Keepers were surprised when these tiny turtles appeared in a tank at a sea life centre last week.
Staff at the Sea Life Centre in Birmingham had no idea one of their Roti Island Snake Necked Turtles had laid eggs.
Curator Graham Burrows said he believed the mother had hidden her eggs in the sand at the bottom of her tank. "The first we knew of it was when we came in one morning and found these two youngsters swimming around," he said.
The one-week-old turtles are now receiving special care and are being fed a diet of bloodworm and shrimp before they go on display to the public next week.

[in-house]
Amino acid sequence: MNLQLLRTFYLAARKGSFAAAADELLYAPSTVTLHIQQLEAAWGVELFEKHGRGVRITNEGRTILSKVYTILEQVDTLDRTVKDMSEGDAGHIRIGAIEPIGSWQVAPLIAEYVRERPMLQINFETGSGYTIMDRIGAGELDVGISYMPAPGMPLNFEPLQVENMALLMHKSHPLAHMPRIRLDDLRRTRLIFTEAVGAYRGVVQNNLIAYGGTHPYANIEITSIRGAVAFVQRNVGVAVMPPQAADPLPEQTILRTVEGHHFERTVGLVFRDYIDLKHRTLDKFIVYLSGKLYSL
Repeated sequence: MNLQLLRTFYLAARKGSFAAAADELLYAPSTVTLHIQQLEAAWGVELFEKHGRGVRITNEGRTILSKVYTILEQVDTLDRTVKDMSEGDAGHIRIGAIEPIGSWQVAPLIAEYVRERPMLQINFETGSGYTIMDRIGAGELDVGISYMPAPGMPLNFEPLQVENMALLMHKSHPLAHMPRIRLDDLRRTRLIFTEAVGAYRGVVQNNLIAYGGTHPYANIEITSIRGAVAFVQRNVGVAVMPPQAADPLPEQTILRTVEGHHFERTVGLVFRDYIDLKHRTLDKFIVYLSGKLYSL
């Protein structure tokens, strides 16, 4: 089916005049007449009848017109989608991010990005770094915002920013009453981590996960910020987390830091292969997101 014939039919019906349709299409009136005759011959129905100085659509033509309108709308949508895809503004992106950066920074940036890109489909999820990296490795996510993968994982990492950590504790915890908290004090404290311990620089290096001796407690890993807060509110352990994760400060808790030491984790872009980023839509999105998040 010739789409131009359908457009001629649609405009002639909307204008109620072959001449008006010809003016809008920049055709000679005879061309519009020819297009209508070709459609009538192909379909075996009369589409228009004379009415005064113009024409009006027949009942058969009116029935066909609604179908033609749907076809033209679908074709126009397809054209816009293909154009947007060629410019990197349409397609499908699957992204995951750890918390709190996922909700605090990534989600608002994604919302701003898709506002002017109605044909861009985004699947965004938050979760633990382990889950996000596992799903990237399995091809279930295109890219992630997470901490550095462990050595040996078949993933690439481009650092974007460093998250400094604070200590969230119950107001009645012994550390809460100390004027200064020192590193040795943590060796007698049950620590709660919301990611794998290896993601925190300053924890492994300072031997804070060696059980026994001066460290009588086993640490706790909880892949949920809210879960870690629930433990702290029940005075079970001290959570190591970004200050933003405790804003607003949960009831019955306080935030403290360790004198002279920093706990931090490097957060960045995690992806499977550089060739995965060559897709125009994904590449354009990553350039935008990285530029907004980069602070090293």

The species is one of the rarest in the world and the surprise appearance of the two turtles brings the total captive population to just 250 worldwide. "That's more than the population left in the wild," Mr Burrows said.
"The species is confined to a tiny area in the middle of a single small island, Rote Island, in Indonesia, and was hunted almost to extinction for the pet trade.
"It has been protected since 2001, and with luck the population will recover.
"If it doesn't, captive reared animals like our two new arrivals could be used for reintroduction to give the species a vital last lifeline."